Having a claim for loss of support no longer means having to say "I Do"

  • Legal Development 21 December 2018 21 December 2018
  • Africa

On 23 November 2018, Judge Collis of the Gauteng Provincial Division showed again, how progressive the South African judicial system can be. Although largely confirming and enforcing the case of Paixao v Road Accident Fund, Judge Collis made use of the Constitutional rights afforded to the judiciary and extended the common law in relation to maintenance claims for a deceased heterosexual life partner in the case of Jacobs v Road Accident Fund. This case will likely have implications for all pers

Brenda Jacobs and Wesley Stevens had been in a relationship for six years during which time the two had moved in together. Brenda ("the plaintiff") was a stay-at-home-mom and Wesley ("the deceased") was the bread winner for Brenda and her two sons. The two were engaged and had set a wedding date for 15 September 2015. Wesley was involved in an accident on 12 August 2015 as a result of which he died on 14 September 2015.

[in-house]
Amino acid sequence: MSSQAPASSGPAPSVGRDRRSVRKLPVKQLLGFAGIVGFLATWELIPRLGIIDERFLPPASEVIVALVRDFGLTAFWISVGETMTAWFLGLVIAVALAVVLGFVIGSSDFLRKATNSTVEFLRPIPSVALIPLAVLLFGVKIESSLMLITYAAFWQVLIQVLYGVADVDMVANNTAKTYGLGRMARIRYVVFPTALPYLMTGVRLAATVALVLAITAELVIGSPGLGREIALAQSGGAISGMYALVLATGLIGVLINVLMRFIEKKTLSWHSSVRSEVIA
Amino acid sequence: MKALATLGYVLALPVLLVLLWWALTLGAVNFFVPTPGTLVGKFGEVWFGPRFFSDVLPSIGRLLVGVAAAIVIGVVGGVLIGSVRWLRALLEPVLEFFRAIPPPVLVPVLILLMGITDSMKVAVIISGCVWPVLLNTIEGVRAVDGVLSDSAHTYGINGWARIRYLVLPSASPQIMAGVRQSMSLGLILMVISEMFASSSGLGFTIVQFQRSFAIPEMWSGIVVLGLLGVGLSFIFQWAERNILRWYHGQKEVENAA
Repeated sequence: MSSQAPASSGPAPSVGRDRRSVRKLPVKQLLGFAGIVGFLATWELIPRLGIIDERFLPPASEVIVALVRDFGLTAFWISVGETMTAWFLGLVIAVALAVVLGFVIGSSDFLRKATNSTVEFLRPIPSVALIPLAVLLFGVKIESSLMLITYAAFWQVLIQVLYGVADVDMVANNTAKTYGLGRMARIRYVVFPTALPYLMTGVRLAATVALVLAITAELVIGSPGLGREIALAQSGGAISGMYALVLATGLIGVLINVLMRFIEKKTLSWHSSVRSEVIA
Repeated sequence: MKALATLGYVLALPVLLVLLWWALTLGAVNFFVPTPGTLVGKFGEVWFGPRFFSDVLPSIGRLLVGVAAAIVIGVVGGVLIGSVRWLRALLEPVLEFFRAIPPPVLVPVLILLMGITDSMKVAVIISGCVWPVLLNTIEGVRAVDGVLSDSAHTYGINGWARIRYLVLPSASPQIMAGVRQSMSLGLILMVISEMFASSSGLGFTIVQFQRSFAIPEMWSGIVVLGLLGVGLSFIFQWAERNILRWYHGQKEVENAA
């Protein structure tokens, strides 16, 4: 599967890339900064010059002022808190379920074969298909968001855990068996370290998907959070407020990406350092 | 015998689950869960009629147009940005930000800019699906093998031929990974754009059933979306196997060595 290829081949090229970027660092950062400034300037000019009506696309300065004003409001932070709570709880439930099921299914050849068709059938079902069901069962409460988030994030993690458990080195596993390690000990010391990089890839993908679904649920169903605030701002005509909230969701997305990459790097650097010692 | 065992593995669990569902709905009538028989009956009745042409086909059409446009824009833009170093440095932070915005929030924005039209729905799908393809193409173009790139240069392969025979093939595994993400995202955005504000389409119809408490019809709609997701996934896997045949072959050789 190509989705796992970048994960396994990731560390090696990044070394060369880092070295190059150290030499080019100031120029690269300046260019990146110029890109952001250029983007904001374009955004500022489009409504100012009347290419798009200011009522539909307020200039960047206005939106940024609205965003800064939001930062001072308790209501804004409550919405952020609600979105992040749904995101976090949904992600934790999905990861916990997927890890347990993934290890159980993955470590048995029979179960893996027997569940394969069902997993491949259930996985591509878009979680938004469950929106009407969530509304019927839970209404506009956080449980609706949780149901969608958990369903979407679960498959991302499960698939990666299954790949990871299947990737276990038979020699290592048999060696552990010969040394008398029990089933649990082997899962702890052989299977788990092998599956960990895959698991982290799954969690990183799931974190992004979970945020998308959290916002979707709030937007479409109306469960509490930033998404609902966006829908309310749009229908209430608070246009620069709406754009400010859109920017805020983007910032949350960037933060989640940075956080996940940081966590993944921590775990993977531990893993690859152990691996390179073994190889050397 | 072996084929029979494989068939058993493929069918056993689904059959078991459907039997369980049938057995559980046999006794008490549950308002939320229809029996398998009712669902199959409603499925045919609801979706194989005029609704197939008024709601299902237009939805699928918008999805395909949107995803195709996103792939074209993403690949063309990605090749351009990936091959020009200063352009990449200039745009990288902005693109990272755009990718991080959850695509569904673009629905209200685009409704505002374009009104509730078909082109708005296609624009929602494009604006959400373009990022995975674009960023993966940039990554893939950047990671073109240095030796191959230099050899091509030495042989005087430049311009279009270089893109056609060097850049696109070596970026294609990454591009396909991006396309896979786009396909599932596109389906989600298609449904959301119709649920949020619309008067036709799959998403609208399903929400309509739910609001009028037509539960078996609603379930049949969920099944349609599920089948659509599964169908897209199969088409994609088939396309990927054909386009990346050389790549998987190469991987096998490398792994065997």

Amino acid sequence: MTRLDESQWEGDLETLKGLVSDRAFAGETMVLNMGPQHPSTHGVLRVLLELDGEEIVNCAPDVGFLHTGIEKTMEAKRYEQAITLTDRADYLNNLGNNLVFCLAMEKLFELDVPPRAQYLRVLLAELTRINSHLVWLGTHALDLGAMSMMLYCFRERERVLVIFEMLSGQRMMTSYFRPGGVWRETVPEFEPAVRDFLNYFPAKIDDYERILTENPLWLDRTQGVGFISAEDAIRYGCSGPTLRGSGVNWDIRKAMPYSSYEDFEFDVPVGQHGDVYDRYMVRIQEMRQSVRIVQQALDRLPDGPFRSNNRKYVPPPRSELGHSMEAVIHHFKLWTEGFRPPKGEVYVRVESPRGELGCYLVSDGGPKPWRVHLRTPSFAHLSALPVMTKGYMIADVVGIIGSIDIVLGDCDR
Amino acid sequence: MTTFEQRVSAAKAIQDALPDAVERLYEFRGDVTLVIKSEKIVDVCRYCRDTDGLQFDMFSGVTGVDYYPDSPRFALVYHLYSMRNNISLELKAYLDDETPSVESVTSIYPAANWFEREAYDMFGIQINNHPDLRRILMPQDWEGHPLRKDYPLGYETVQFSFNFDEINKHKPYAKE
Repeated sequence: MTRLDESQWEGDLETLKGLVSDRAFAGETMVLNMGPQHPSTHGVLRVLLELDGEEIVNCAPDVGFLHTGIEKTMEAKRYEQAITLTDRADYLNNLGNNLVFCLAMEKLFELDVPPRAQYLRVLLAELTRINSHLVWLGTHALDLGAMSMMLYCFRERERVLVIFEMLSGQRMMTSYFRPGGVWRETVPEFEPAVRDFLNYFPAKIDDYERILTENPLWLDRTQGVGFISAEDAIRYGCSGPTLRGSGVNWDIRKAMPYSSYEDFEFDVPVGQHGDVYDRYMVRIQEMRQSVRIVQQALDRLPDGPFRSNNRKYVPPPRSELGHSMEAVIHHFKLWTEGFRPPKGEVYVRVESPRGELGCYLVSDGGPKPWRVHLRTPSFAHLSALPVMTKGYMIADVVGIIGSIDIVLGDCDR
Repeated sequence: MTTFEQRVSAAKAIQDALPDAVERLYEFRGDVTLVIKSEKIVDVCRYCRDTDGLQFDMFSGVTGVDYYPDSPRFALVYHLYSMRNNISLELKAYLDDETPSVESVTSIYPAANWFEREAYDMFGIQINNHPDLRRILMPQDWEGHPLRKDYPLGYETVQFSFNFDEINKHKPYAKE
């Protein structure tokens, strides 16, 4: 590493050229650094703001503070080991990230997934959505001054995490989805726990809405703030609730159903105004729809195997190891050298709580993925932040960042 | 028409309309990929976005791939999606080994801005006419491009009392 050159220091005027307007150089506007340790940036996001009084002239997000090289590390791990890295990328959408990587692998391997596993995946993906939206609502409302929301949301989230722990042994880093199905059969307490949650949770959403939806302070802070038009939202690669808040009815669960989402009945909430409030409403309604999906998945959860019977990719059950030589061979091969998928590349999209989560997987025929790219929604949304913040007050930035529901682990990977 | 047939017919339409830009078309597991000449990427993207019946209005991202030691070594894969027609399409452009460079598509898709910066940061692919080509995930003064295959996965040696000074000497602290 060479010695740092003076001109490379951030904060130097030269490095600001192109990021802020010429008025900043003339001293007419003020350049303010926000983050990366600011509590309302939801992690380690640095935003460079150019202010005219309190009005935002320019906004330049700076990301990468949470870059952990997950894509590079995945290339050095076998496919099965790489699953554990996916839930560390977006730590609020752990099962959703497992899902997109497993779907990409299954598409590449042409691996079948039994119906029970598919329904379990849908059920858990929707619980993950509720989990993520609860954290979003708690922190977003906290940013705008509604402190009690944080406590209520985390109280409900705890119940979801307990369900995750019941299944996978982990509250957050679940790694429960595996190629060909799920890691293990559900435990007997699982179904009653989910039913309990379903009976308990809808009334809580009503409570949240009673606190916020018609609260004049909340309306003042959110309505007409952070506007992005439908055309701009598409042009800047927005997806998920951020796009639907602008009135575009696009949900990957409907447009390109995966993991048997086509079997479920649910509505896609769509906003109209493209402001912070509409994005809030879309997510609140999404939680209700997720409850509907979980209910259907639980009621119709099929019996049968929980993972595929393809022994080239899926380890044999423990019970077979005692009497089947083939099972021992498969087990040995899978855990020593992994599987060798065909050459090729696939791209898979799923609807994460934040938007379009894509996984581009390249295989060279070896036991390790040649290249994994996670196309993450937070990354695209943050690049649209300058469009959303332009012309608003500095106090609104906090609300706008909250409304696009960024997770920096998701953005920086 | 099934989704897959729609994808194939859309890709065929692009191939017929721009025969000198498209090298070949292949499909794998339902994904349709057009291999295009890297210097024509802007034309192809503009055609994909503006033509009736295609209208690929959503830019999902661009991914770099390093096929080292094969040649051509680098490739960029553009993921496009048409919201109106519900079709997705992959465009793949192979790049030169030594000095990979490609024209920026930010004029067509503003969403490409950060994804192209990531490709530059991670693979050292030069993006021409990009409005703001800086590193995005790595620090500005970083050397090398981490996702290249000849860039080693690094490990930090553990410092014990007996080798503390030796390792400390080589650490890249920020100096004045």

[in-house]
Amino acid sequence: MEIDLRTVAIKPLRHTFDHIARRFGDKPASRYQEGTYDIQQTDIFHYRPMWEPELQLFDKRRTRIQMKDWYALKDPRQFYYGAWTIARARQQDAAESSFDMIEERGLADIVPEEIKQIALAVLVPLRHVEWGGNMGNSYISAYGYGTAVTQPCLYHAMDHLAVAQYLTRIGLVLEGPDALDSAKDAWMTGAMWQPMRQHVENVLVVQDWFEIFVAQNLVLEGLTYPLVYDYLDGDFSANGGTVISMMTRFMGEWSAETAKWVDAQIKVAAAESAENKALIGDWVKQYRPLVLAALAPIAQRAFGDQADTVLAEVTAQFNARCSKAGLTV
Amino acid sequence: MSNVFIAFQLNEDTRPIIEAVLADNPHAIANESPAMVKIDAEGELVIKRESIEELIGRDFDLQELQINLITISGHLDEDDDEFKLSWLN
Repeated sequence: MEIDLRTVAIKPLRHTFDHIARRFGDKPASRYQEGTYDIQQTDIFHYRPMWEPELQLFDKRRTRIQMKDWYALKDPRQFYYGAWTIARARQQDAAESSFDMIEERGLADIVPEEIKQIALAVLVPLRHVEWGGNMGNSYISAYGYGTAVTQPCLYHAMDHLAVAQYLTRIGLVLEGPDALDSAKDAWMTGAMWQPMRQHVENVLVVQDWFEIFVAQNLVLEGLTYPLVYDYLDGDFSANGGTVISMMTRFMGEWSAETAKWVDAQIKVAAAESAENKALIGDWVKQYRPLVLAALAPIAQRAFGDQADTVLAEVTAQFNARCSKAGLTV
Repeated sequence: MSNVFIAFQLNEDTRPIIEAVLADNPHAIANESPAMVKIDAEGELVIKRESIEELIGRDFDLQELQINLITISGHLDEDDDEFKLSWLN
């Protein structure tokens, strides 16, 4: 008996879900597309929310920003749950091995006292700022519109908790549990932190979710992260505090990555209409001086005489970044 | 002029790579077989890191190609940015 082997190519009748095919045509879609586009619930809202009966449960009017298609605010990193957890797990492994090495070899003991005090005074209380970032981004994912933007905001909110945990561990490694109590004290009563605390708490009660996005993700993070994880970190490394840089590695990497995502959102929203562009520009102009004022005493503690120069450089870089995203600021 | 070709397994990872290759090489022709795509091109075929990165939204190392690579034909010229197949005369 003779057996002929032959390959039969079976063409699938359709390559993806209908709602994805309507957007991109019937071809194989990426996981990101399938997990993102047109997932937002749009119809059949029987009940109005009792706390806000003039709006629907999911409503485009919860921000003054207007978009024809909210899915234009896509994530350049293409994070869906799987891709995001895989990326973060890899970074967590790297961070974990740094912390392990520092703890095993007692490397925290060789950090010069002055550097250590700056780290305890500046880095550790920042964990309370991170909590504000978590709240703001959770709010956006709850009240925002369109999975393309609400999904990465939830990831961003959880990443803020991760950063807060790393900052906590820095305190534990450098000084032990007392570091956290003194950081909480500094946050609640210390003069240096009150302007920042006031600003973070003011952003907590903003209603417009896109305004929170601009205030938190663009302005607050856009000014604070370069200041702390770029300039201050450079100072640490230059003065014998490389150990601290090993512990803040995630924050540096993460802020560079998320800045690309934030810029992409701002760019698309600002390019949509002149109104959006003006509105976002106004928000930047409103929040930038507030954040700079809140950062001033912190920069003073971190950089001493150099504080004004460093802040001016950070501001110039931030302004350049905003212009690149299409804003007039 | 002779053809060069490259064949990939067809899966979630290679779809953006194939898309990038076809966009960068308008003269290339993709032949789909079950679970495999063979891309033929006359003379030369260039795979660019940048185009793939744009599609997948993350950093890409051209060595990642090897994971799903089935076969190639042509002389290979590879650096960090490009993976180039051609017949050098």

As a result of the deceased's death, the plaintiff lodged a claim for loss of maintenance and support against the Road Accident Fund ("the Fund"). The Fund however, refused to recognise the plaintiff's claim for loss of maintenance and support. Accordingly the matter proceeded to court.

The Fund's defence

The plaintiff herself led evidence as to the nature of her relationship with the deceased. Although the Fund had no rebuttal testimony to lead, the Fund attempted to impugn the credibility of the relationship probing further into the aspect of the plaintiff's testimony that she had known that the deceased was still married during their relationship and despite the divorce not having been finalised, they had set a wedding date. The plaintiff conceded that after about a year in the relationship, she became aware that the deceased was still married but the marriage was for all intents and purposes, over. The wedding date was set on the condition that divorce was finalised in time.